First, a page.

Tuesday, February 3, 2015

One Calling, One Note


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While attending Bible college, I was invited to play in the school's handbell choir. What a unique experience.

I was not a music major. I didn't (and sadly still don't) play the piano. 

I could read music, play the flute, and had a willing heart. 

Someone had donated a magnificent full set of bells to the college. The handles were strong, sturdy, and a rich black. The bells, a shimmering gold reflecting every speck of light. We had special white gloves and could only touch the bells when wearing the gloves. 

Playing a bell ended up being an interesting process. The flapper did its job, plunk and a crimson tone rang. Each of us had to be careful not to tip our bell until the proper time. But when the music score indicated our note we arced our arm, flicked our wrist, and held the bell out to sound. To make the sound stop we pulled our arm back and touched the bell just beneath our shoulder.

No one person played the melody or harmony. This is the part that seemed the most difficult to me. 

I was assigned these four bell notes in the middle: D, Eb (read E flat), E, and F.

The conductor gave us music. Each person then circled every time one of their bells played, whether in the melody or harmony. I circled all the D, Eb, E, and F notes. Sometimes two played at one time, one in the melody and one in the harmony. You may ask, what would happen if three or four of the bells played at one time. It didn't happen often, but when it did, the person to my right or left would play the bell for me and I would do the same for them.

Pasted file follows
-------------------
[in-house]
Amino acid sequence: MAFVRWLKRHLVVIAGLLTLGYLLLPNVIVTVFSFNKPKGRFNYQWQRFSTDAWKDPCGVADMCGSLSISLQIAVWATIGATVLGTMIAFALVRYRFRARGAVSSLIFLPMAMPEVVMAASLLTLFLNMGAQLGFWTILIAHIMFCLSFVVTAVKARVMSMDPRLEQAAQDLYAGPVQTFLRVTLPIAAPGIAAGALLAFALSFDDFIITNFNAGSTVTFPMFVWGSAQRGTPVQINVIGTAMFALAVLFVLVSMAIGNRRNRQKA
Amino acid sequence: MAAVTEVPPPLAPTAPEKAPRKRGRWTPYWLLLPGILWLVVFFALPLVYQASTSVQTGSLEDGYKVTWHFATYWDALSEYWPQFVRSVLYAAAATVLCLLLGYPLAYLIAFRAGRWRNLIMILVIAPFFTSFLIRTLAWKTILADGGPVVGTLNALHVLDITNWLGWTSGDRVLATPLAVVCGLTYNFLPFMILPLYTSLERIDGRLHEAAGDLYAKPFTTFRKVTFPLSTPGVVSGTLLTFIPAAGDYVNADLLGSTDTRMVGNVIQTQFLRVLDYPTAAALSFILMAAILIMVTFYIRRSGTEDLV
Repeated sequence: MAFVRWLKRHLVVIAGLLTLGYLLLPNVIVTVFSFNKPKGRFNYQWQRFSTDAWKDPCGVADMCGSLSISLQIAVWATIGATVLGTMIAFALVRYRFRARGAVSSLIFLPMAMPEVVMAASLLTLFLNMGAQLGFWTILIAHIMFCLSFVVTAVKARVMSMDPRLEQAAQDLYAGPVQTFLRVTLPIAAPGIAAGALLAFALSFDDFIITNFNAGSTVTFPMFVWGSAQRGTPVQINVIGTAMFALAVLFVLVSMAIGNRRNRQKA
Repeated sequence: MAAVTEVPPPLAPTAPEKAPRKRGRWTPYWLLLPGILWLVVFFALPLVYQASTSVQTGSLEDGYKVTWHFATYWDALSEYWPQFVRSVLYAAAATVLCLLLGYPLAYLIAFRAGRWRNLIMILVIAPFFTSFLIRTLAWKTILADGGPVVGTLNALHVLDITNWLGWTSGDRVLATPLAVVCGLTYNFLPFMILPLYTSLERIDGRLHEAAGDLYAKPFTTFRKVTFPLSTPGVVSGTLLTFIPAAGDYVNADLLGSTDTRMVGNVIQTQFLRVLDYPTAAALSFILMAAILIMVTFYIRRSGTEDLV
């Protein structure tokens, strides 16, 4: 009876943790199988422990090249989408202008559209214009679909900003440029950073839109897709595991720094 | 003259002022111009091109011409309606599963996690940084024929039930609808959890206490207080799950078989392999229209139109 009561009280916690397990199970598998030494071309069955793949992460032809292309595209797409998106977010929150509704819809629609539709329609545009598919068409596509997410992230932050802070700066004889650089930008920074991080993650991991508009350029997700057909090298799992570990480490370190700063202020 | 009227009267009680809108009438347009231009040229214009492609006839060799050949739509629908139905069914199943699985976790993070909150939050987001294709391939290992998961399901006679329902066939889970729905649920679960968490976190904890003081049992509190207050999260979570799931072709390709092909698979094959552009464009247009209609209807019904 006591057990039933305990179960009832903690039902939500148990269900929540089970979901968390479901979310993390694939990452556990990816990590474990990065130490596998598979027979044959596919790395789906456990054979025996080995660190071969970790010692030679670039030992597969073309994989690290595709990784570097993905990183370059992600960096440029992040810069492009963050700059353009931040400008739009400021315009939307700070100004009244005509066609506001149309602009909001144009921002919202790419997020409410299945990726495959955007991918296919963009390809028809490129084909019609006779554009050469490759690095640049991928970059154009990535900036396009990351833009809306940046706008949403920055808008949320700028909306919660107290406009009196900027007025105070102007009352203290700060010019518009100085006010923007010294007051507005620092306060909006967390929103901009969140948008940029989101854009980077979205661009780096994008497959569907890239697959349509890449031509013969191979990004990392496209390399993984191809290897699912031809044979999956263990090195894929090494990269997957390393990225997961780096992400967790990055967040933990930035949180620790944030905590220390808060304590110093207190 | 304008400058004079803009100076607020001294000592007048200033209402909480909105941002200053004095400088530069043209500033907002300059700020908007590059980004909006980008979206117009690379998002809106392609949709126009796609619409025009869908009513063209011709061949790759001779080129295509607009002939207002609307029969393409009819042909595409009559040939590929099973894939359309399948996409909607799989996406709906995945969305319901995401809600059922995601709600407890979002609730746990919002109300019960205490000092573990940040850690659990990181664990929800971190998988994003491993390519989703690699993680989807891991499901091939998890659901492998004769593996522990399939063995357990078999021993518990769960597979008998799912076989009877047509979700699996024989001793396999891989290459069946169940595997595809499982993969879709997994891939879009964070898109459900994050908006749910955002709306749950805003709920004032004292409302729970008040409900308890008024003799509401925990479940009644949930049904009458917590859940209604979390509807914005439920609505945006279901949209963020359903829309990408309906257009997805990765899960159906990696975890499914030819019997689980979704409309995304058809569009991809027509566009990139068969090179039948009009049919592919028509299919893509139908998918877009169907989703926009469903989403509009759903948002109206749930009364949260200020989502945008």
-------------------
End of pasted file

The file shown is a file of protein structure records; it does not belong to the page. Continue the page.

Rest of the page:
As I practiced my own notes, there seemed no rhyme or reason to the sound. Almost like a semi-monotone concoction of weird sounds jumbled together. 

But when the whole bell choir played together, the sound could the music used for a bold sunset, a serene sunrise, an angelic choir, a seaside, a thriving city, a farm, or lakeshore. Bombastic. Sweet. Melodic. Inspirational. Rich. Breath-taking.Tearful. Memorable. 

The Bible says, our job, as Christians, can be expressed as part of a body: the foot, or the hand, the finger, or the eye. We have one job. Our work may not always make sense to us because we only see what we do. We may see confusion and chaos. But when God looks at the whole earth, each person doing their own job in one massive production, He hears and sees the magnificence of His family. The whole is a sweet savor to Him. 

And one day--we will see and hear.

So while your Christ given job this year may seem dull, boring, taxing, frustrating, hopeless, unclear, lost, etc, the result will be one that is rewarding, joyful, tender, supportive, calming, productive, enlightening, exalting, and so much more.

Rise up and play your one note.


Don't forget to comment. I love to chat with you. 

6 comments:

  1. I played in a handbell choir for a number of years. We don't have one any more at my church and I miss it. Isn't it wonderful what happens when each person plays their own little part all together. Beautiful.

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    1. An amazing experience. It's like no other instrument I know and is such a great example of every part of the body of Christ.

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  2. I love this, Mary!! I'm not musically inclined unless you count singing in the car! But I appreciate the musicians at our church. I often tear up! I think my one note is encouraging. I hope it is anyway!

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    1. I think you're right, Jill. I remember the day we spent at your house just chatting. You certainly encouraged me.
      BTW love your new website and all the services you offer.

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  3. Beautiful, Mary! I played handbells, too. It was always a thrill to hear everyone play together. It's the perfect analogy. :)

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    1. Thanks, Karen.
      Didn't you just love doing the trills (shaking the bells). Or the full choir striking at once? Wow. Dynamic.
      Sure appreciated seeing you here today.

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